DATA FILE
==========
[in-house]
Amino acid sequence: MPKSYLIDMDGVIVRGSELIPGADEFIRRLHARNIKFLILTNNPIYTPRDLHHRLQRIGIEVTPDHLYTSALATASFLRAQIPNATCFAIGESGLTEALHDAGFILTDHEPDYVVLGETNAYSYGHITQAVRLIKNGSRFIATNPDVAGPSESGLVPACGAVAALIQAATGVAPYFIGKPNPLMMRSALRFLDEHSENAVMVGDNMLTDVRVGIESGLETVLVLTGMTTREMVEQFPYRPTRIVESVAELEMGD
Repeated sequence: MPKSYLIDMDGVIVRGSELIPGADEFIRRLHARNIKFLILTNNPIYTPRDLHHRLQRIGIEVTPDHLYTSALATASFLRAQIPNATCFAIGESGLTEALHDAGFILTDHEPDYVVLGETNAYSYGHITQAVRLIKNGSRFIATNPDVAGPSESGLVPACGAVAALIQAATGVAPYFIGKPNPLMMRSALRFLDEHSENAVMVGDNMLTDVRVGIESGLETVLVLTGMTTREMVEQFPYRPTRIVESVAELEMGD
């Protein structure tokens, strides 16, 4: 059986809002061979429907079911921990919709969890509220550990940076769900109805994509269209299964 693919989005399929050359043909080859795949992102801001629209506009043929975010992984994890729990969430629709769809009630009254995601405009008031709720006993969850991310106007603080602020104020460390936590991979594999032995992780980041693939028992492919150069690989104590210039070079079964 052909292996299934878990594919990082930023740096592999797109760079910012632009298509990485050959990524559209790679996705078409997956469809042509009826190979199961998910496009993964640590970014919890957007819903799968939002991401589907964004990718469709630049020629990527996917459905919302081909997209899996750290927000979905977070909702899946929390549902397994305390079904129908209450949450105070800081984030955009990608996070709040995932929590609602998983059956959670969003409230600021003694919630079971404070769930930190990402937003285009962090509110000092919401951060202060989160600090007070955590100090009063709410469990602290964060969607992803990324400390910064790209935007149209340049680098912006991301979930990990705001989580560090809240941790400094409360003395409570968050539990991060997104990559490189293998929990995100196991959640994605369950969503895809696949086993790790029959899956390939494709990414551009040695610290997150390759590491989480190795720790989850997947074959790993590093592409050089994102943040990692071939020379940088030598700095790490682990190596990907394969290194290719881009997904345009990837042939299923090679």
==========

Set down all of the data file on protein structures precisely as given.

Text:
[in-house]
Amino acid sequence: MPKSYLIDMDGVIVRGSELIPGADEFIRRLHARNIKFLILTNNPIYTPRDLHHRLQRIGIEVTPDHLYTSALATASFLRAQIPNATCFAIGESGLTEALHDAGFILTDHEPDYVVLGETNAYSYGHITQAVRLIKNGSRFIATNPDVAGPSESGLVPACGAVAALIQAATGVAPYFIGKPNPLMMRSALRFLDEHSENAVMVGDNMLTDVRVGIESGLETVLVLTGMTTREMVEQFPYRPTRIVESVAELEMGD
Repeated sequence: MPKSYLIDMDGVIVRGSELIPGADEFIRRLHARNIKFLILTNNPIYTPRDLHHRLQRIGIEVTPDHLYTSALATASFLRAQIPNATCFAIGESGLTEALHDAGFILTDHEPDYVVLGETNAYSYGHITQAVRLIKNGSRFIATNPDVAGPSESGLVPACGAVAALIQAATGVAPYFIGKPNPLMMRSALRFLDEHSENAVMVGDNMLTDVRVGIESGLETVLVLTGMTTREMVEQFPYRPTRIVESVAELEMGD
């Protein structure tokens, strides 16, 4: 059986809002061979429907079911921990919709969890509220550990940076769900109805994509269209299964 693919989005399929050359043909080859795949992102801001629209506009043929975010992984994890729990969430629709769809009630009254995601405009008031709720006993969850991310106007603080602020104020460390936590991979594999032995992780980041693939028992492919150069690989104590210039070079079964 052909292996299934878990594919990082930023740096592999797109760079910012632009298509990485050959990524559209790679996705078409997956469809042509009826190979199961998910496009993964640590970014919890957007819903799968939002991401589907964004990718469709630049020629990527996917459905919302081909997209899996750290927000979905977070909702899946929390549902397994305390079904129908209450949450105070800081984030955009990608996070709040995932929590609602998983059956959670969003409230600021003694919630079971404070769930930190990402937003285009962090509110000092919401951060202060989160600090007070955590100090009063709410469990602290964060969607992803990324400390910064790209935007149209340049680098912006991301979930990990705001989580560090809240941790400094409360003395409570968050539990991060997104990559490189293998929990995100196991959640994605369950969503895809696949086993790790029959899956390939494709990414551009040695610290997150390759590491989480190795720790989850997947074959790993590093592409050089994102943040990692071939020379940088030598700095790490682990190596990907394969290194290719881009997904345009990837042939299923090679």